A report from NYC’s Independent Budget Office (IBO) released last week indicates that City and State financial aid to the fiscally strapped MTA has remained stagnant since the mid-1990s. In fact, while the MTA takes in more from fares, tolls, and dedicated taxes than it used to, state and city subsidies have fallen when inflation is taken into account.
The report clears up some discrepancies over how much aid goes to the MTA. Mayor Bloomberg indicated that the City gave $1.2 billion to the MTA between July 2007 and June 2008. However, the MTA’s July budget plan lists only $858 million in total government subsidies from New York state, NYC, and Connecticut ($87 million for the Metro-North New Haven line). The Mayor’s figure, it turns out, includes some funds that are not true subsidies – such as money the city is repaying the MTA for a 1990s-era loan.
As the graph shows, inflation-adjusted city and state aid has fallen since 1990. The report also shows that some types of aid, such as general operating assistance from NYC, have not been increased since 1995. The largest increase in MTA revenues has come from dedicated taxes, one of which is the real estate transfer tax. NYC’s real estate market soared through the early part of this decade but has since declined.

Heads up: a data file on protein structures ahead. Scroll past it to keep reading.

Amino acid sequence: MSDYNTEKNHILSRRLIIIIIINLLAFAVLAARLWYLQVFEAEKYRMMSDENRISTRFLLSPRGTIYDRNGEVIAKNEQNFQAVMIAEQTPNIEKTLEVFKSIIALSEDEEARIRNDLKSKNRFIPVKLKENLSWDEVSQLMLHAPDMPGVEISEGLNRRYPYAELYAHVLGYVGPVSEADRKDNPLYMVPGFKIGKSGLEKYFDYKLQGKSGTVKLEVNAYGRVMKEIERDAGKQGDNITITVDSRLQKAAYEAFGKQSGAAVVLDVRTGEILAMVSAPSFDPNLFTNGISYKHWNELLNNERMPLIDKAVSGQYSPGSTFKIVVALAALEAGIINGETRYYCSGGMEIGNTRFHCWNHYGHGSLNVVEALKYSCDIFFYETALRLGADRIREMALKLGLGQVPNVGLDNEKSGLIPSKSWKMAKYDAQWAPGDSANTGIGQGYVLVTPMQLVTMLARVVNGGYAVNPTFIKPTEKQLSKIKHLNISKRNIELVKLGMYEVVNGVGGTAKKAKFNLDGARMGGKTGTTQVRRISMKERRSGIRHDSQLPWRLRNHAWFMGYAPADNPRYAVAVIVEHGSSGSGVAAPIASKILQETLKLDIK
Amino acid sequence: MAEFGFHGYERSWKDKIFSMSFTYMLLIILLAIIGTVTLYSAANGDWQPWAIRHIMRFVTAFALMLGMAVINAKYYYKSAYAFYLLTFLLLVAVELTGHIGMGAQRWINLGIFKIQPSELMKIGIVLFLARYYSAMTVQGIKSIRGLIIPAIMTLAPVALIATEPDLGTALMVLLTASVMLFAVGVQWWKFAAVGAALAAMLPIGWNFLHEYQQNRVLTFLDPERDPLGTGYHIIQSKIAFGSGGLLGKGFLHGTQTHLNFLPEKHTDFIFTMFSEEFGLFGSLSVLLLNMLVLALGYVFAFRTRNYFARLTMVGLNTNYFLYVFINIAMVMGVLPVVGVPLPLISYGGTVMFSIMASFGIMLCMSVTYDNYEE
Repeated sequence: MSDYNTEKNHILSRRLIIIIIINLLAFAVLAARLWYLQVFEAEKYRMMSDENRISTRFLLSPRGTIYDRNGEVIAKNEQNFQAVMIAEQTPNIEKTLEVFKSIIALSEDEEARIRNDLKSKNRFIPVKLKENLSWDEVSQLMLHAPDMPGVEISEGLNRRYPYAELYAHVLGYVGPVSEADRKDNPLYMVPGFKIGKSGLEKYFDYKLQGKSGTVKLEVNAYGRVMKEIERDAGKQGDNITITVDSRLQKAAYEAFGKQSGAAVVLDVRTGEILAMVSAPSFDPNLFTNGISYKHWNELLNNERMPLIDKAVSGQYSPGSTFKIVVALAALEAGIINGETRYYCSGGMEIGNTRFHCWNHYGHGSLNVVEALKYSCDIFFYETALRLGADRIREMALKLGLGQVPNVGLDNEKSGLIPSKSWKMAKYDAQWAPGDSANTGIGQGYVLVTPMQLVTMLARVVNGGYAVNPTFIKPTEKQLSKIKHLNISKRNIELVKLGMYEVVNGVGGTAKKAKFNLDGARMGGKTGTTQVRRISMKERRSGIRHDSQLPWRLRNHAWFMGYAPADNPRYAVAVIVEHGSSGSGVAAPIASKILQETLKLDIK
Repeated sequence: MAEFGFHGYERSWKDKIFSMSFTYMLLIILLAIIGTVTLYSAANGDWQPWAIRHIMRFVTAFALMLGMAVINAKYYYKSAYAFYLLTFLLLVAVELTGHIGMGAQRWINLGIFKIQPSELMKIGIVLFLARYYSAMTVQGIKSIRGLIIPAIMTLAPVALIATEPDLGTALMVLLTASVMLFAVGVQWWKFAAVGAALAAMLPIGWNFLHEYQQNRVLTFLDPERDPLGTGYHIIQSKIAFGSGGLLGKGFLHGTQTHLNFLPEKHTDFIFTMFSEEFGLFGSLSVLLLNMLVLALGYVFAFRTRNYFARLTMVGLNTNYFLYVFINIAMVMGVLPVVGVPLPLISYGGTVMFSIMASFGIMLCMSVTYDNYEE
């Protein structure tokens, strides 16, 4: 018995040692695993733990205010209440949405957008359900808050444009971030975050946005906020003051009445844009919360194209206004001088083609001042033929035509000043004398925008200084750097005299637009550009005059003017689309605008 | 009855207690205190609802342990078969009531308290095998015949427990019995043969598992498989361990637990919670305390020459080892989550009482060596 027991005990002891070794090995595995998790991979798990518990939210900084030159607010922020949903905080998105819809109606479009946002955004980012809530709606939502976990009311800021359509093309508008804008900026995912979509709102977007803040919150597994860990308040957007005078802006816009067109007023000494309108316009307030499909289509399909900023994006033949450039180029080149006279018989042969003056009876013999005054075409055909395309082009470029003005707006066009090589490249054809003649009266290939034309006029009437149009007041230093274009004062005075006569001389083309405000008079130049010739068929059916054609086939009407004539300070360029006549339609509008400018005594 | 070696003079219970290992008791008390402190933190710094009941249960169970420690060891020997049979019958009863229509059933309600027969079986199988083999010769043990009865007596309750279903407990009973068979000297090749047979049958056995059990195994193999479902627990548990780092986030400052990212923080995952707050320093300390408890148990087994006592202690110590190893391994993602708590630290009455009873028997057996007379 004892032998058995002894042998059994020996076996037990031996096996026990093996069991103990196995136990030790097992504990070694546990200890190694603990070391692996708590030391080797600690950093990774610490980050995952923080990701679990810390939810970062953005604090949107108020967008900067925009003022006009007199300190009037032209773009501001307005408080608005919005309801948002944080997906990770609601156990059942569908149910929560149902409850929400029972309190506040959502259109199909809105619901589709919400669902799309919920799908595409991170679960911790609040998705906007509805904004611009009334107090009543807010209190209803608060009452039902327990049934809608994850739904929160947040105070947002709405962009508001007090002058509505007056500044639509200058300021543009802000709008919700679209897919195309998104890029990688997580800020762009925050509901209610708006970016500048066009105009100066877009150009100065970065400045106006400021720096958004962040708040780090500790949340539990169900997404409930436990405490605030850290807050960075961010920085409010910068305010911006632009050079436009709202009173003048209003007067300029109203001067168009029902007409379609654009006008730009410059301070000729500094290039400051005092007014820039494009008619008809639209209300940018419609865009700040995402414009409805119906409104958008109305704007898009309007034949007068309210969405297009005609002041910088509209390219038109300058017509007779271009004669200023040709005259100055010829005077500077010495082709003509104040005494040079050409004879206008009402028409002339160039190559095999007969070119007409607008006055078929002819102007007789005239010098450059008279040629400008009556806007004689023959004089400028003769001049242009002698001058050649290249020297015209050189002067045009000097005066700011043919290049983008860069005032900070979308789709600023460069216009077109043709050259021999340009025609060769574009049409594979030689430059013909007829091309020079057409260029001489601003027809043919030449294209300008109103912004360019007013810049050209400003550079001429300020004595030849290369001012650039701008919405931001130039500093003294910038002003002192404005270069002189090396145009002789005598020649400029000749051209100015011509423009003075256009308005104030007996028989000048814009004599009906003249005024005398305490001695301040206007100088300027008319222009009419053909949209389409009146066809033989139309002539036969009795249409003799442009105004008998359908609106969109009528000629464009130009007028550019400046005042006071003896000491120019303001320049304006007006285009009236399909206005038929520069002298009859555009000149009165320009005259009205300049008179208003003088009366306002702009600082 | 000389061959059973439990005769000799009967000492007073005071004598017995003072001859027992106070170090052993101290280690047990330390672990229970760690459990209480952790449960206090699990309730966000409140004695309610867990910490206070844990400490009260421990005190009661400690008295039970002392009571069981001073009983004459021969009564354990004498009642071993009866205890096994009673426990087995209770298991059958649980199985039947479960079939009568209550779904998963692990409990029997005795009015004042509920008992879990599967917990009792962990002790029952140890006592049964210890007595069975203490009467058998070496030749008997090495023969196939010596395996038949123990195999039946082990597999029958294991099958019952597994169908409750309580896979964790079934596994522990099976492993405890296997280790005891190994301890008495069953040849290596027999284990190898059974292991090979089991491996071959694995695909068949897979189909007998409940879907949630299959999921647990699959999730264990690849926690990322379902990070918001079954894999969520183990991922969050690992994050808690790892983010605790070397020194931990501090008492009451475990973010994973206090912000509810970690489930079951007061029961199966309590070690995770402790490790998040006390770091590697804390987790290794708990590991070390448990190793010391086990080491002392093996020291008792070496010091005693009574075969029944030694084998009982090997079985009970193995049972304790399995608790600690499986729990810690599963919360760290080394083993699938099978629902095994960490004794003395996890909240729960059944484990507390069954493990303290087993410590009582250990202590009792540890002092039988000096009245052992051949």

The importance of the IBO report is that it provides the public with a benchmark by which to gauge future investment to transit from the City and State. But it is also important because it is an independent analysis of the MTA that shows that the agency indeed has cause to ask for increased government aid. This type of third-party analysis can help the MTA shore up its public credibility, which is one reason that the Straphangers Campaign has argued for the creation of an MTA Independent Budget Office.